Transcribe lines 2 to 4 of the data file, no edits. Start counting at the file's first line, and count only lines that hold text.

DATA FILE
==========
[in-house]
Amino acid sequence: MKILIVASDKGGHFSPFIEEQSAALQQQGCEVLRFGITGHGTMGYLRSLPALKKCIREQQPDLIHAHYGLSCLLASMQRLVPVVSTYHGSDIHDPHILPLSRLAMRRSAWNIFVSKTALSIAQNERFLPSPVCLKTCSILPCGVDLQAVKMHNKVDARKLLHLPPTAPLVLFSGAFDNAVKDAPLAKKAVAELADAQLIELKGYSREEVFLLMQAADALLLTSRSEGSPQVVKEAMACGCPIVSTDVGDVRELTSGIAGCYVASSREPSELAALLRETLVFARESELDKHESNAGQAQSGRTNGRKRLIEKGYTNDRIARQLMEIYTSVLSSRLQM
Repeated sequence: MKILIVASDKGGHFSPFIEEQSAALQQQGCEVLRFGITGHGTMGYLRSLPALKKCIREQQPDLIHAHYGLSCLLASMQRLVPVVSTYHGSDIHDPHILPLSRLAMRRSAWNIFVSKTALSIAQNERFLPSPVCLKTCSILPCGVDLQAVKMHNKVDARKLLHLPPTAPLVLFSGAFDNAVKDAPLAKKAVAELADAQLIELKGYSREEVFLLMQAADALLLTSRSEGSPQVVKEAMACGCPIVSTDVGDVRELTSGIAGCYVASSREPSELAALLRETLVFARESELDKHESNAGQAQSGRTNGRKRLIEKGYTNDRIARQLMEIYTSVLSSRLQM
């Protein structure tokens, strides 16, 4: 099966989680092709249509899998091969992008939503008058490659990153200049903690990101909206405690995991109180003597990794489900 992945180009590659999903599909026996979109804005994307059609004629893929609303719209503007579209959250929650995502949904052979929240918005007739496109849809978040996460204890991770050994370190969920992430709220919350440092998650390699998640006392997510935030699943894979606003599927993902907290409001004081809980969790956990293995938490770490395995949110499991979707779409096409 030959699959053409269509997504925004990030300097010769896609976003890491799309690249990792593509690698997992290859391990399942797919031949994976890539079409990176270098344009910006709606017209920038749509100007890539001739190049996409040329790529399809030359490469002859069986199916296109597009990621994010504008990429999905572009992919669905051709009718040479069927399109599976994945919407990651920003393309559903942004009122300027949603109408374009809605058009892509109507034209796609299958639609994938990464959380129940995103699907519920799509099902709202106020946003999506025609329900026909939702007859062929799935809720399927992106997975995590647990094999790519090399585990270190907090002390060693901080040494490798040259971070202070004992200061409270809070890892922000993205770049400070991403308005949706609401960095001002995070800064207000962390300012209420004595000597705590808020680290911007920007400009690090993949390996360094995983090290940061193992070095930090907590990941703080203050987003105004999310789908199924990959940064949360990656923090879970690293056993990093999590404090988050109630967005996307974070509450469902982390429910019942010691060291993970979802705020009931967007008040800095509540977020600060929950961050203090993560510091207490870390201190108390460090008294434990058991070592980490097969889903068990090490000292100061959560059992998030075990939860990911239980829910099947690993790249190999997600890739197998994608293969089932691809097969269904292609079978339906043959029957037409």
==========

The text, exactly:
Amino acid sequence: MKILIVASDKGGHFSPFIEEQSAALQQQGCEVLRFGITGHGTMGYLRSLPALKKCIREQQPDLIHAHYGLSCLLASMQRLVPVVSTYHGSDIHDPHILPLSRLAMRRSAWNIFVSKTALSIAQNERFLPSPVCLKTCSILPCGVDLQAVKMHNKVDARKLLHLPPTAPLVLFSGAFDNAVKDAPLAKKAVAELADAQLIELKGYSREEVFLLMQAADALLLTSRSEGSPQVVKEAMACGCPIVSTDVGDVRELTSGIAGCYVASSREPSELAALLRETLVFARESELDKHESNAGQAQSGRTNGRKRLIEKGYTNDRIARQLMEIYTSVLSSRLQM
Repeated sequence: MKILIVASDKGGHFSPFIEEQSAALQQQGCEVLRFGITGHGTMGYLRSLPALKKCIREQQPDLIHAHYGLSCLLASMQRLVPVVSTYHGSDIHDPHILPLSRLAMRRSAWNIFVSKTALSIAQNERFLPSPVCLKTCSILPCGVDLQAVKMHNKVDARKLLHLPPTAPLVLFSGAFDNAVKDAPLAKKAVAELADAQLIELKGYSREEVFLLMQAADALLLTSRSEGSPQVVKEAMACGCPIVSTDVGDVRELTSGIAGCYVASSREPSELAALLRETLVFARESELDKHESNAGQAQSGRTNGRKRLIEKGYTNDRIARQLMEIYTSVLSSRLQM
């Protein structure tokens, strides 16, 4: 099966989680092709249509899998091969992008939503008058490659990153200049903690990101909206405690995991109180003597990794489900 992945180009590659999903599909026996979109804005994307059609004629893929609303719209503007579209959250929650995502949904052979929240918005007739496109849809978040996460204890991770050994370190969920992430709220919350440092998650390699998640006392997510935030699943894979606003599927993902907290409001004081809980969790956990293995938490770490395995949110499991979707779409096409 030959699959053409269509997504925004990030300097010769896609976003890491799309690249990792593509690698997992290859391990399942797919031949994976890539079409990176270098344009910006709606017209920038749509100007890539001739190049996409040329790529399809030359490469002859069986199916296109597009990621994010504008990429999905572009992919669905051709009718040479069927399109599976994945919407990651920003393309559903942004009122300027949603109408374009809605058009892509109507034209796609299958639609994938990464959380129940995103699907519920799509099902709202106020946003999506025609329900026909939702007859062929799935809720399927992106997975995590647990094999790519090399585990270190907090002390060693901080040494490798040259971070202070004992200061409270809070890892922000993205770049400070991403308005949706609401960095001002995070800064207000962390300012209420004595000597705590808020680290911007920007400009690090993949390996360094995983090290940061193992070095930090907590990941703080203050987003105004999310789908199924990959940064949360990656923090879970690293056993990093999590404090988050109630967005996307974070509450469902982390429910019942010691060291993970979802705020009931967007008040800095509540977020600060929950961050203090993560510091207490870390201190108390460090008294434990058991070592980490097969889903068990090490000292100061959560059992998030075990939860990911239980829910099947690993790249190999997600890739197998994608293969089932691809097969269904292609079978339906043959029957037409």